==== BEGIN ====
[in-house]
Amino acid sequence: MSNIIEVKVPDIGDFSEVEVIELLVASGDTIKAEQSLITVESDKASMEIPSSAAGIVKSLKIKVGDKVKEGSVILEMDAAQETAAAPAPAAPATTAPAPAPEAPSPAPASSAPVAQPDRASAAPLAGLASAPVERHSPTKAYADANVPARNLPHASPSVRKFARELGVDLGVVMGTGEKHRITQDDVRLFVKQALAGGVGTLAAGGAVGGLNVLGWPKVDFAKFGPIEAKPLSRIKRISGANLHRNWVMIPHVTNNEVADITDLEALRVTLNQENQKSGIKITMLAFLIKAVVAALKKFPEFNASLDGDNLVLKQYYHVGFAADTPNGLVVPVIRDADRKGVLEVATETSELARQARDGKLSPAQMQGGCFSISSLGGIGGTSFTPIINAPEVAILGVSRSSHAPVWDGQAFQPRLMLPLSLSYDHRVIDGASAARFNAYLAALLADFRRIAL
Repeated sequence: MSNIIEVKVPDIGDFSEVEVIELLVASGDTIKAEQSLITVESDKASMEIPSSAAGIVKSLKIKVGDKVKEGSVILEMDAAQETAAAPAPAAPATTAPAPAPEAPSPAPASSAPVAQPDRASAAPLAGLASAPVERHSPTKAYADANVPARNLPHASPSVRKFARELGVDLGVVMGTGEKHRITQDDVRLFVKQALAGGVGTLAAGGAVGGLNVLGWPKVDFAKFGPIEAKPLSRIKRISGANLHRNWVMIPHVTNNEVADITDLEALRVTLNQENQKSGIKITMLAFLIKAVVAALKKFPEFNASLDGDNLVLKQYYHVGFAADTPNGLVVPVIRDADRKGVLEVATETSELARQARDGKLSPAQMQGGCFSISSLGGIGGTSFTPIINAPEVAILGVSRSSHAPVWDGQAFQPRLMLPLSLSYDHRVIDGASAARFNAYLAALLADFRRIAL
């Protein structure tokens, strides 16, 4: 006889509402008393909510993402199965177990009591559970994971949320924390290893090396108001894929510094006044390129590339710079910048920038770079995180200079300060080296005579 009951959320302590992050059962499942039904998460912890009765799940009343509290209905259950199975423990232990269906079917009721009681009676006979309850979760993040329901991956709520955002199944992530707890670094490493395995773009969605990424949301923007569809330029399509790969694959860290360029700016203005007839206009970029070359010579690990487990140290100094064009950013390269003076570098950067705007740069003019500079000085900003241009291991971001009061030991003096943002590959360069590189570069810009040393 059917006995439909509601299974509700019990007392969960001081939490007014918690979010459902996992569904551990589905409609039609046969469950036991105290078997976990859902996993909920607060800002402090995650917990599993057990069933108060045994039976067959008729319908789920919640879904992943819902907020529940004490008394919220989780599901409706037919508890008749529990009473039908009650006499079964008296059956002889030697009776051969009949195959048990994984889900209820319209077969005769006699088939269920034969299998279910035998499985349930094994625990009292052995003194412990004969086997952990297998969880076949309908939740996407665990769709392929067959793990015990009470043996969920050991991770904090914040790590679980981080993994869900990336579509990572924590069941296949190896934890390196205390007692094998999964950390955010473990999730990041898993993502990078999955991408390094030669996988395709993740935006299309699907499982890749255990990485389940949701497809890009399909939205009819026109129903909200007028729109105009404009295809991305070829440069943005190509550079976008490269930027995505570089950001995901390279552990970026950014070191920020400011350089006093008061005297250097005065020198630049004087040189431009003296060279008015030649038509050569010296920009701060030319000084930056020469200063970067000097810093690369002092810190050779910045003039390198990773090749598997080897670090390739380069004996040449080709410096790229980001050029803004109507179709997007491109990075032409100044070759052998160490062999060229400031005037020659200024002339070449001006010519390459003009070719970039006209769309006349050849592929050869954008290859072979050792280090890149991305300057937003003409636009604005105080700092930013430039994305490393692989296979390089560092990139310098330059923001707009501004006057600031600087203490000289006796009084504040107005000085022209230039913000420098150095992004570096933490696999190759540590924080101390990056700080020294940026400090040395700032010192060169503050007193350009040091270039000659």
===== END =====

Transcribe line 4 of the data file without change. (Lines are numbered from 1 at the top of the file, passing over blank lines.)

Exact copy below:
């Protein structure tokens, strides 16, 4: 006889509402008393909510993402199965177990009591559970994971949320924390290893090396108001894929510094006044390129590339710079910048920038770079995180200079300060080296005579 009951959320302590992050059962499942039904998460912890009765799940009343509290209905259950199975423990232990269906079917009721009681009676006979309850979760993040329901991956709520955002199944992530707890670094490493395995773009969605990424949301923007569809330029399509790969694959860290360029700016203005007839206009970029070359010579690990487990140290100094064009950013390269003076570098950067705007740069003019500079000085900003241009291991971001009061030991003096943002590959360069590189570069810009040393 059917006995439909509601299974509700019990007392969960001081939490007014918690979010459902996992569904551990589905409609039609046969469950036991105290078997976990859902996993909920607060800002402090995650917990599993057990069933108060045994039976067959008729319908789920919640879904992943819902907020529940004490008394919220989780599901409706037919508890008749529990009473039908009650006499079964008296059956002889030697009776051969009949195959048990994984889900209820319209077969005769006699088939269920034969299998279910035998499985349930094994625990009292052995003194412990004969086997952990297998969880076949309908939740996407665990769709392929067959793990015990009470043996969920050991991770904090914040790590679980981080993994869900990336579509990572924590069941296949190896934890390196205390007692094998999964950390955010473990999730990041898993993502990078999955991408390094030669996988395709993740935006299309699907499982890749255990990485389940949701497809890009399909939205009819026109129903909200007028729109105009404009295809991305070829440069943005190509550079976008490269930027995505570089950001995901390279552990970026950014070191920020400011350089006093008061005297250097005065020198630049004087040189431009003296060279008015030649038509050569010296920009701060030319000084930056020469200063970067000097810093690369002092810190050779910045003039390198990773090749598997080897670090390739380069004996040449080709410096790229980001050029803004109507179709997007491109990075032409100044070759052998160490062999060229400031005037020659200024002339070449001006010519390459003009070719970039006209769309006349050849592929050869954008290859072979050792280090890149991305300057937003003409636009604005105080700092930013430039994305490393692989296979390089560092990139310098330059923001707009501004006057600031600087203490000289006796009084504040107005000085022209230039913000420098150095992004570096933490696999190759540590924080101390990056700080020294940026400090040395700032010192060169503050007193350009040091270039000659």